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The world is immersed in a process of ecological transition. That is, a model of life more respectful with the environment and people. We can agree that aquaculture has clearly the potential to be part of the solution. This is why companies, governments, and other industry players are rethinking the way to produce food.
Aquaculture has taken on an indisputable fundamental role when we talk about a more sustainable, inclusive, and responsible diet for society and the future environment. Now, companies want to promote responsible, safe and affordable food while striving to complete the green transition of their businesses.
It seems a common thought that environmental regulations are necessary for preserving biodiversity. Also, as happens with other industries, aquaculture production causes several negative impacts on the environment. We all should consider this. This is main the reason why extensive collaboration is necessary with R&D&i centers, Universities, and public organisms.
Regulation: Solution or impediment?
For example, the Norwegian government has introduced licensing and control systems to keep to maintain salmon production at sustainable levels. Besides, it has promoted the development of new technologies that can resolve fish diseases, in particular sea lice. Furthermore, the introduction of other species than salmon and trout so the aquaculture production can be diversified.
Another proof of this is the Marine Scotland Directorate of the Scottish Government initiative. Currently, it has two consultations open as part of the 10-year Future Fisheries Management Strategy. Thereby, stakeholders will share their views on fishing activities and electronic monitoring activity in Scotland’s waters through the respective.
Regarding this, Rural Affairs Secretary, Mairi Gougeon, said the Scottish Government is committed to being “a world leader in fisheries management”. The remote electronic system will allow the monitoring of fishing activity for certain parts of the fishing fleet. Also, it will add a rich scientific base.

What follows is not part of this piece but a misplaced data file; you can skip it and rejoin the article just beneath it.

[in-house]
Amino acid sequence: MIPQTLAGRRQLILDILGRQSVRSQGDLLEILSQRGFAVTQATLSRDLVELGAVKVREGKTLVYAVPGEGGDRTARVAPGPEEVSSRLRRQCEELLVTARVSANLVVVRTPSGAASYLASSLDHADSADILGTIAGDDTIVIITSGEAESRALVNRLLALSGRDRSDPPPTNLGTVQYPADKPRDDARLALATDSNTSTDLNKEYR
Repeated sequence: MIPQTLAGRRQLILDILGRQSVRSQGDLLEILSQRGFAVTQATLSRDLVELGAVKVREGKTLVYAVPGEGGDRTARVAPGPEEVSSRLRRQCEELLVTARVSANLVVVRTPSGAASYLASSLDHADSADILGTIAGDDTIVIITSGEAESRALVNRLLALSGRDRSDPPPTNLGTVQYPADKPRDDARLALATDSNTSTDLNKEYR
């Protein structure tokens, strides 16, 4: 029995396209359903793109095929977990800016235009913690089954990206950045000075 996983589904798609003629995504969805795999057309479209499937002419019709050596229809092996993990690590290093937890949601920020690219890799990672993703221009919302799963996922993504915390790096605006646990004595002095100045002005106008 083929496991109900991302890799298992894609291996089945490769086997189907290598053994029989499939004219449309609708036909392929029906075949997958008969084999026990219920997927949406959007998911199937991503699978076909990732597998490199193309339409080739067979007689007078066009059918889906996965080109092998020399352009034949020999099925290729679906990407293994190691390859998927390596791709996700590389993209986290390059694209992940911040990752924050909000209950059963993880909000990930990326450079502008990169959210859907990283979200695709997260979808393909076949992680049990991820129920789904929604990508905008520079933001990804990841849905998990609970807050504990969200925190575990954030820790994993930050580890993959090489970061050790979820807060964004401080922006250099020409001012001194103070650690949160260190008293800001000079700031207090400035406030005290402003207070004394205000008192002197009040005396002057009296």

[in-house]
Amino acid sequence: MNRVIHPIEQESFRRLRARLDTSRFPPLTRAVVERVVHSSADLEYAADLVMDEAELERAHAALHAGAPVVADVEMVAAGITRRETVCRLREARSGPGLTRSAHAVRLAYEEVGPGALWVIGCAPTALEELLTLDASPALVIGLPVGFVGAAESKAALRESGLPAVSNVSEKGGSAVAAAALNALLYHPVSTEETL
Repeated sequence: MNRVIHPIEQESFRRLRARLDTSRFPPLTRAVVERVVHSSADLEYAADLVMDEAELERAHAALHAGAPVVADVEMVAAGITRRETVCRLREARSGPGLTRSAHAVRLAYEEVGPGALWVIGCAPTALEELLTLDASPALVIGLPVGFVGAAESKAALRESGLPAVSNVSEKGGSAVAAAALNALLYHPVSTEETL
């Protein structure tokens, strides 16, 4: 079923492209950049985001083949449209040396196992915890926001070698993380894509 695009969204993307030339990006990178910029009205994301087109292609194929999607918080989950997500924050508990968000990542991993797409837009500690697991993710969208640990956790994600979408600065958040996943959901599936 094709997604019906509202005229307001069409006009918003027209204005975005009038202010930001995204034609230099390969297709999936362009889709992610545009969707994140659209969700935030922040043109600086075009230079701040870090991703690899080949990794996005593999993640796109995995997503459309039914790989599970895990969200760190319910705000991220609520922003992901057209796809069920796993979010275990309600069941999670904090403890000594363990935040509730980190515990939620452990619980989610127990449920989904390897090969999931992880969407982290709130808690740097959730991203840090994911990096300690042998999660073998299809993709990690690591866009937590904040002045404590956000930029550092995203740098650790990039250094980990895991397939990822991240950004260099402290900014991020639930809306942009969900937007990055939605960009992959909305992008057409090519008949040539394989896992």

On the other side, countries that adopt strict environmental regulations sometimes experienced slow growth. Due to the lack of technically feasible solutions for certain aquaculture companies. To this is added the lack of convenient evaluations that qualify if these solutions are really working.
We should keep in mind the battle is happening between the Canadian government and the suppliers association. The Canadian Aquaculture Suppliers Association asked the Government to step back its decision to close all net-pen salmon farming in British Columbia’s Discovery Islands.
Furthermore, a group of First Nations warned they will renew salmon licenses regardless of the government’s decision. They will appeal for their aboriginal rights and issue the licenses themselves. Previously, they already won some legal cases protecting their aboriginal rights to fish in their territories.
“A journey of a thousand miles begins with a single step”
Every great challenge begins with small changes in guidelines and, above all, new and open mentalities. It is especially important to give visibility to those agents, who are beginning to dare to make changes. In this way, we will make the followed goal more tangible and it will serve as a model and example for others.
CICERO Shades of Green AS provides independent, research-based evaluations of green bond investment frameworks to determine their environmental robustness. It also offers assessments of companies, sustainability-linked bonds, and impact reports. CICERO approved Mowi and Grieg Seafood’s green bonds.
In more detail, Mowi completed a EUR 200 million 5-year, senior unsecured green bond issue, marking the first-ever Green Bond issued from a seafood company. Further, completed the placement of a green bond of NOK 1.5 billion. This capital was allocated to projects that contribute to sustainable farming practices and deliver environmental benefits.
Regarding the green bonds, Catarina Martins, Mowi’s chief sustainability officer, said: “The green bond issue is an integral part of Mowi’s sustainability strategy, The Blue Revolution Plan. This will allow us to achieve our goal of producing more food from the ocean thus meeting the demands of a growing population while respecting the planet and helping local communities to flourish.”
On the other side, we find the German start-up Next Tuna, which has taken up the challenge of being the first company to complete the Atlantic Bluefin Tuna’s reproductive cycle in large-scale aquaculture. Next Tuna will try to build the first commercial land-based, Atlantic Bluefin Tuna-specific aqua farm to successfully breed this species in safe and controlled conditions.
Finally and as the last example of thousands, Pioneer, a sustainable infrastructure investment firm, and Verdane acquired Scanbio Marine Group to build Europe’s leading aquaculture waste management provider. This partnership will contribute to the green transition, circular economy, and sustainable food production.
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